Alejandro Ospina – fotolog/ @ IMT, Unit 2, 210 Cambridge Heath Road – Cambridge Heath

To 31 Oct: www.imagemusictext.com

To date IMT director Lindsay Friend and curator Mark Jackson have concentrated on conceptually-driven installations with an emphasis on sound, and Alejandro Ospina’s is the gallery's first exhibition of paintings. Most of them show semi-naked teenage girls from the artist’s native Colombia – but it is, of course, a thoughtful show rather than a titillating one, and the themes connect neatly to those at Seventeen and ROLLO. Ospina paints directly from computer monitors in a post-modern take on both the figure and still life traditions, using a rapidly painterly style and incorporating the effects of disguise or censorship in the originals, all of which are from publicly posted personal albums and tend to put the viewer in the place of the unseen mirror. The painter – far from controlling a model in the studio – is at the mercy of how his models pose themselves and of what internet search engines throw up. The paintings show how the girls want to present themselves to the world, and celebrate the power we now have to disseminate constructions of the self without technological constraint. But there is a darker note: the last painting is of Phillip Alpert, who argued with his under-18 girlfriend, distributed her naked photo widely, and was prosecuted for child pornography offences.

The inspiring book

Reanimation Library: Hackney Branch @ [ space ] , 129-131 Mare St – Hackney

To 16 Oct (but note the limited weekend opening times): www.spacestudios.org

Paul Pieroni runs a highly energetic and eclectic programme at Space, with several innovative shows going on at any one time. They tend to include extensive film programmes of the sort you are more likely to plan to watch than to actually to sit through, but those run alongside more concise efforts - of which my current favourite is the eccentric-sounding ‘Reanimation Library: Hackney Branch’. That originates from a off-beat collection of books in Brooklyn which is used as a means of sparking art. In this case it leads to half a dozen entertaining pieces triggered by a 1961 Texas University volume which proposes the Holzman Inkblot Technique as a more scientific approach to personality testing than the better-known Rorschach Test. Cue such paeans to interpretative uncertainty as asking people to say what they see in the blots only to obstruct their mouths by dental damming (Hans Dienberger), the presentation of a sculpture of an inkblot through the photographic record of its only viewing before it was destroyed (Nina Beier), and one man enthusiastically sucking the prosthetic nose of another (in Richard John Jones’ 60’s gay homage ‘Jack Takes a Trip’). What can it all mean, and what does your answer tell us about your personality?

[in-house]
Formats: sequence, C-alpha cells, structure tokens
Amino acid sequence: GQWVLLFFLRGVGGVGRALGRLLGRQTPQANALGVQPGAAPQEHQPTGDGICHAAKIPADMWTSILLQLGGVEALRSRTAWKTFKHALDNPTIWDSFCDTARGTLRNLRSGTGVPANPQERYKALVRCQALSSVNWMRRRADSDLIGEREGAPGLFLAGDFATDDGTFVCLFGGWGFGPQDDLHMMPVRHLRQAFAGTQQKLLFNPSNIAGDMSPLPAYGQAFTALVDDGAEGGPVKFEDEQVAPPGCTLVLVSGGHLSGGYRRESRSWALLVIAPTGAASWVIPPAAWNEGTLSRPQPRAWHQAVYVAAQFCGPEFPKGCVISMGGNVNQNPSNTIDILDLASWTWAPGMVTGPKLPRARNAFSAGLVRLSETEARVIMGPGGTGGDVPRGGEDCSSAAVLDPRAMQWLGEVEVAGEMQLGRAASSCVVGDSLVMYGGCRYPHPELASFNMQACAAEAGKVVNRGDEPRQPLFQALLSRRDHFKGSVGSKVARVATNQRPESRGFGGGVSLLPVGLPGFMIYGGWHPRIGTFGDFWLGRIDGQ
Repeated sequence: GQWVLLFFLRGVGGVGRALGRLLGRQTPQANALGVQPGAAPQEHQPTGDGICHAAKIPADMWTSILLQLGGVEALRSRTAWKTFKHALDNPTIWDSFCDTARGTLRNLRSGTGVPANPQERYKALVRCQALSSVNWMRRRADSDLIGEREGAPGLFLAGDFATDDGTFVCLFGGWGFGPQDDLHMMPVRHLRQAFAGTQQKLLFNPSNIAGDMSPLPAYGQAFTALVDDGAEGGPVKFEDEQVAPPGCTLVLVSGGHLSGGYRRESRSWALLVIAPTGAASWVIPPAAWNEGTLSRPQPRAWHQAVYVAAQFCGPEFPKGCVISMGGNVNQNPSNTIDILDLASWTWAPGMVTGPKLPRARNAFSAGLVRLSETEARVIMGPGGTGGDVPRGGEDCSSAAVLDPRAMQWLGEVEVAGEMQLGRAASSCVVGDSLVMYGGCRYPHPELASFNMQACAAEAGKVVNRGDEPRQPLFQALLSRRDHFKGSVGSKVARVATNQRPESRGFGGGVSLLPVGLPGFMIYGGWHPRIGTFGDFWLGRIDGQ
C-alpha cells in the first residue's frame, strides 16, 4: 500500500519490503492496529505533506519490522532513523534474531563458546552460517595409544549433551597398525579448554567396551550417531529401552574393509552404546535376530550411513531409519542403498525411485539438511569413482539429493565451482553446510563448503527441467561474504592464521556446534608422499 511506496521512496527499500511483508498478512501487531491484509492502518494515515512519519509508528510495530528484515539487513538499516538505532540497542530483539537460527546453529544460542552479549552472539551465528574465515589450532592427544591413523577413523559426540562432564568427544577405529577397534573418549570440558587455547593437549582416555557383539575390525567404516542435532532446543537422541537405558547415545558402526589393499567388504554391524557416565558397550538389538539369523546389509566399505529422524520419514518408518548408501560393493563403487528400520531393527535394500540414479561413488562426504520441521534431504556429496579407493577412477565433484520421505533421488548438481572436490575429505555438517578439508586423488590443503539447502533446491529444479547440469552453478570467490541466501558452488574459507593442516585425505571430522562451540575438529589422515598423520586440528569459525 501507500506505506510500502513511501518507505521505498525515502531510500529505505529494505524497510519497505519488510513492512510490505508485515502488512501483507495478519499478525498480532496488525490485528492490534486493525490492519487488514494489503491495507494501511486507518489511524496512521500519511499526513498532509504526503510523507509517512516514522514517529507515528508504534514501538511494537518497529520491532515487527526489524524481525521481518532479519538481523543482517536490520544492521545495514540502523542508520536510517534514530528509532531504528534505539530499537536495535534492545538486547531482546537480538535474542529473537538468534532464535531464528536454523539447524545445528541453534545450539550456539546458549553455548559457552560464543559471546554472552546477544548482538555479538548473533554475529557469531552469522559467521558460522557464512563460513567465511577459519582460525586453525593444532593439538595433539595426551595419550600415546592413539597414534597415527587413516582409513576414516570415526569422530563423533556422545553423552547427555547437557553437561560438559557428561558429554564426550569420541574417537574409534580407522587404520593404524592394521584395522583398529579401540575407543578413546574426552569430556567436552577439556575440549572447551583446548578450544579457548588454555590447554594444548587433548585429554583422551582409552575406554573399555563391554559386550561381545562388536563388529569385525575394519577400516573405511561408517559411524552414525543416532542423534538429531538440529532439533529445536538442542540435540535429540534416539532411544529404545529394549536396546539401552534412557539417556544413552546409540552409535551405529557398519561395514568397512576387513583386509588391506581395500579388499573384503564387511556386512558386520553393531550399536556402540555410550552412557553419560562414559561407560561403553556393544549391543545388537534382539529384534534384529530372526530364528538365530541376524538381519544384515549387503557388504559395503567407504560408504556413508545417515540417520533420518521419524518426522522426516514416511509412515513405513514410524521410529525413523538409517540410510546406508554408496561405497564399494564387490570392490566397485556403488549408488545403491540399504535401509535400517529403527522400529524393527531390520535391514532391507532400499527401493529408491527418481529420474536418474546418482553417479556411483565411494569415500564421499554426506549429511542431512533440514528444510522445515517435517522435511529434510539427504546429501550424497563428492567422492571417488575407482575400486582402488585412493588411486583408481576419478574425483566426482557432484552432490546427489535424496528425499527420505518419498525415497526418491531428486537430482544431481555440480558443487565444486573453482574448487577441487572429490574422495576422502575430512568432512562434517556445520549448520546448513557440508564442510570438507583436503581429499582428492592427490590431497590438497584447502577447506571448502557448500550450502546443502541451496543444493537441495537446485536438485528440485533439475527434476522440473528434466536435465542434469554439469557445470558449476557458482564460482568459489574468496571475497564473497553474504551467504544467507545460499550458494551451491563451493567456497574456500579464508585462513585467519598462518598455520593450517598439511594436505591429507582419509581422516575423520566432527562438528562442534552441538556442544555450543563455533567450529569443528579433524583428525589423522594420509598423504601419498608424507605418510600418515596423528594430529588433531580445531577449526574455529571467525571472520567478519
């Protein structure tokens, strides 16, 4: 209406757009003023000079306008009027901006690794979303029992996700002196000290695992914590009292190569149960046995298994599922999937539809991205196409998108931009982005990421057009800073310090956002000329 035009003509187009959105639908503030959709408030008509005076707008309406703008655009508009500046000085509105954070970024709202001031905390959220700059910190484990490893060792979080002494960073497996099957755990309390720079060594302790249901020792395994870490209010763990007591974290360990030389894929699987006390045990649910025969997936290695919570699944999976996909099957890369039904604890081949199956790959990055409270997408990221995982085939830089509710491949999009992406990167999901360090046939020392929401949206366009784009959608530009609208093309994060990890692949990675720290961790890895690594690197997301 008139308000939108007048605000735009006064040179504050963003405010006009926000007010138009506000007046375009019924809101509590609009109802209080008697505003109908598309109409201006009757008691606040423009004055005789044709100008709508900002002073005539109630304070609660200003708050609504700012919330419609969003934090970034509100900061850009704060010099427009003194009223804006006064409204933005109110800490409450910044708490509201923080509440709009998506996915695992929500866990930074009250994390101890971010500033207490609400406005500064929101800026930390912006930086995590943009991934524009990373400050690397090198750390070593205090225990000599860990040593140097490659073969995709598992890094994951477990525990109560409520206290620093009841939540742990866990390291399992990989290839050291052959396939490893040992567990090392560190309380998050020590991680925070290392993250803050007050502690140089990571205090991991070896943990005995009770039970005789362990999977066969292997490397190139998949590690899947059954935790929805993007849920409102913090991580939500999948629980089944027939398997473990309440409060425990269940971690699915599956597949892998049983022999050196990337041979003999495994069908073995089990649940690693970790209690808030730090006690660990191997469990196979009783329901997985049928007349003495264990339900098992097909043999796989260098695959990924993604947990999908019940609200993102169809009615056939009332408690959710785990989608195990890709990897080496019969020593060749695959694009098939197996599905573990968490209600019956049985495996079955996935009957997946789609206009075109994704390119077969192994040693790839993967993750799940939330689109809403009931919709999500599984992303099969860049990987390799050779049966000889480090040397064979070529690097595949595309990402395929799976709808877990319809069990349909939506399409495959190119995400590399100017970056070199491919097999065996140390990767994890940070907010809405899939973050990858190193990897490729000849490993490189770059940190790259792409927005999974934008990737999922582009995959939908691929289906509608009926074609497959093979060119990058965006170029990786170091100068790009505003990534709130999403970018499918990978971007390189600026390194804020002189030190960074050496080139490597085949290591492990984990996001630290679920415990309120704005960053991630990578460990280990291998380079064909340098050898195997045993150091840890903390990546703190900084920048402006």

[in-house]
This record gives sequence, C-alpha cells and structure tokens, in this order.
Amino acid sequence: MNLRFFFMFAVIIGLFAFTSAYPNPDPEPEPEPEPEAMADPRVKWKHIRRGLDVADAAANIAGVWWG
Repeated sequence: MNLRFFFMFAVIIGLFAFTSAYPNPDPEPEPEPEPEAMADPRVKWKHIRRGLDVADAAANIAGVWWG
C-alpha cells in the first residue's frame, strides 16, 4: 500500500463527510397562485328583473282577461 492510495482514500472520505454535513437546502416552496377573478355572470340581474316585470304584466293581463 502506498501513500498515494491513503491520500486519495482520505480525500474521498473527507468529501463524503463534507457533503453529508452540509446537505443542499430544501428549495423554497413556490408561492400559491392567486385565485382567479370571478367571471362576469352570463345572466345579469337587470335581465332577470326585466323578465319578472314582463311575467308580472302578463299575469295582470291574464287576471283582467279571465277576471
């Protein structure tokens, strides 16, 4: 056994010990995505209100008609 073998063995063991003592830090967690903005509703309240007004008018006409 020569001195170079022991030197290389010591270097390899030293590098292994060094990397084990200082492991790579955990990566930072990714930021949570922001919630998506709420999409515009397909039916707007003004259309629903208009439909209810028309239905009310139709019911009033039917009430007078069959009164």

Adam Dix: The Advocates

Keep Me Posted @ Posted, 67 Wilton Way, London – Hackney

To 26 Sept: www.postedprojects.co.uk/keep-me-posted

Founding White Cube director Julia Royse has a pop-up space running through to next February in a former Post Office just west of the Hackney Empire, funded by the local council’s Empty Shops Project. The tightly packed and curated first show reflects nostalgically on the days when letter writing, local post offices and rapid delivery were the norm. Several of the 26 artists exploit the location: for example Andrea Blank has put a parcel made of stone on the weighing machine, and the mug of tea and desk top accessories on the counter prove, when one walks round to the staff side, to be hollowed out from the back for Miyo Yoshida’s ‘Absence’. It’s an enjoyable show, not least for Cate Halpin's eccentrically personal stamp album, James White’s painting of a wishfully screwed-up electricity bill, Adam Dix’s crowd in thrall to satellite dishes and Polly Morgan’s pigeon in a bottle - which might look good giant size in Trafalgar Square...

Promise 3

WITH: WITHSTORE _001 (LONDON) @ Rokeby, 5 Hatton Wall – Farringdon

To 2 Oct: www.rokebygallery.com

Over the past decade, the collective WITH have acted as post-modern satirists of artistic value by making bespoke ‘solutions’ which, with appropriate evidence provided, live out experiences on behalf of a client – perhaps most pointedly when they undertook to do nothing for a week on behalf of Rokeby director Beth Greeenacre, so leaving her free from her usual obligations. Now they have gone entertainingly, multiply and surreally off the shelf: WITH will be happy for you, miss meetings on your behalf, provide a scratch-off-and-see poster which allows you to recover hidden memories, or accidentally (on elaborate, health & safety-teasing purpose) smash a glass for you in performance. You often don’t know quite what you’ll get: you need to be brave to commission an encoded sex act or have them develop offensive opinions on your behalf. All fun, but not altogether fool: WITH neatly skewer our assumptions about normal social and business interactions and relationships, and have developed a distinctive graphic style to set out what they will do.